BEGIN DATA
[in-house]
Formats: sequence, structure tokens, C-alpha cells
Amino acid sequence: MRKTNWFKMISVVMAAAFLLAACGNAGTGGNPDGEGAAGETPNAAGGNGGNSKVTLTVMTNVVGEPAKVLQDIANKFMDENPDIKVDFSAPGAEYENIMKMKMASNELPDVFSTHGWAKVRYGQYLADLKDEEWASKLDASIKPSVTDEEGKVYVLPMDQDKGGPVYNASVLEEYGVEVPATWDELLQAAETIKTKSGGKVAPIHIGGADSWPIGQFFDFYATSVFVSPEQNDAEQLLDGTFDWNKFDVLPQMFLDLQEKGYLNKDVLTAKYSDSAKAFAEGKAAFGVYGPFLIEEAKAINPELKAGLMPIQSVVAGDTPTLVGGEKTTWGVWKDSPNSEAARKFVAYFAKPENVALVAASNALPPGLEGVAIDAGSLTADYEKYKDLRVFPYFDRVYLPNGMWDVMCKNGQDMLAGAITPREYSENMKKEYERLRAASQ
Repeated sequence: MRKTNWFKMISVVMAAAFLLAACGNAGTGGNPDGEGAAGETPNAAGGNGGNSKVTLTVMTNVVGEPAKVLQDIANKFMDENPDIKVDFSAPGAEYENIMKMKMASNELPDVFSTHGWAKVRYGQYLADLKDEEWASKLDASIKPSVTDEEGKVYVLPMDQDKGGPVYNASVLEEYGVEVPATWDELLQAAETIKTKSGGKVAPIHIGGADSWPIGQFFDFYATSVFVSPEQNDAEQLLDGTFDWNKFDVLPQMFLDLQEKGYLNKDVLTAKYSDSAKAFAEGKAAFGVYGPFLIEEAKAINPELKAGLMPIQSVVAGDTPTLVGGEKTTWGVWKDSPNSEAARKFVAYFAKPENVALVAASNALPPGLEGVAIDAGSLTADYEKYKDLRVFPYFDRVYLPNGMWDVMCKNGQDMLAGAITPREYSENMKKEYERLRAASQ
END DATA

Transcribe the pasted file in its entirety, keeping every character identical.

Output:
[in-house]
Formats: sequence, structure tokens, C-alpha cells
Amino acid sequence: MRKTNWFKMISVVMAAAFLLAACGNAGTGGNPDGEGAAGETPNAAGGNGGNSKVTLTVMTNVVGEPAKVLQDIANKFMDENPDIKVDFSAPGAEYENIMKMKMASNELPDVFSTHGWAKVRYGQYLADLKDEEWASKLDASIKPSVTDEEGKVYVLPMDQDKGGPVYNASVLEEYGVEVPATWDELLQAAETIKTKSGGKVAPIHIGGADSWPIGQFFDFYATSVFVSPEQNDAEQLLDGTFDWNKFDVLPQMFLDLQEKGYLNKDVLTAKYSDSAKAFAEGKAAFGVYGPFLIEEAKAINPELKAGLMPIQSVVAGDTPTLVGGEKTTWGVWKDSPNSEAARKFVAYFAKPENVALVAASNALPPGLEGVAIDAGSLTADYEKYKDLRVFPYFDRVYLPNGMWDVMCKNGQDMLAGAITPREYSENMKKEYERLRAASQ
Repeated sequence: MRKTNWFKMISVVMAAAFLLAACGNAGTGGNPDGEGAAGETPNAAGGNGGNSKVTLTVMTNVVGEPAKVLQDIANKFMDENPDIKVDFSAPGAEYENIMKMKMASNELPDVFSTHGWAKVRYGQYLADLKDEEWASKLDASIKPSVTDEEGKVYVLPMDQDKGGPVYNASVLEEYGVEVPATWDELLQAAETIKTKSGGKVAPIHIGGADSWPIGQFFDFYATSVFVSPEQNDAEQLLDGTFDWNKFDVLPQMFLDLQEKGYLNKDVLTAKYSDSAKAFAEGKAAFGVYGPFLIEEAKAINPELKAGLMPIQSVVAGDTPTLVGGEKTTWGVWKDSPNSEAARKFVAYFAKPENVALVAASNALPPGLEGVAIDAGSLTADYEKYKDLRVFPYFDRVYLPNGMWDVMCKNGQDMLAGAITPREYSENMKKEYERLRAASQ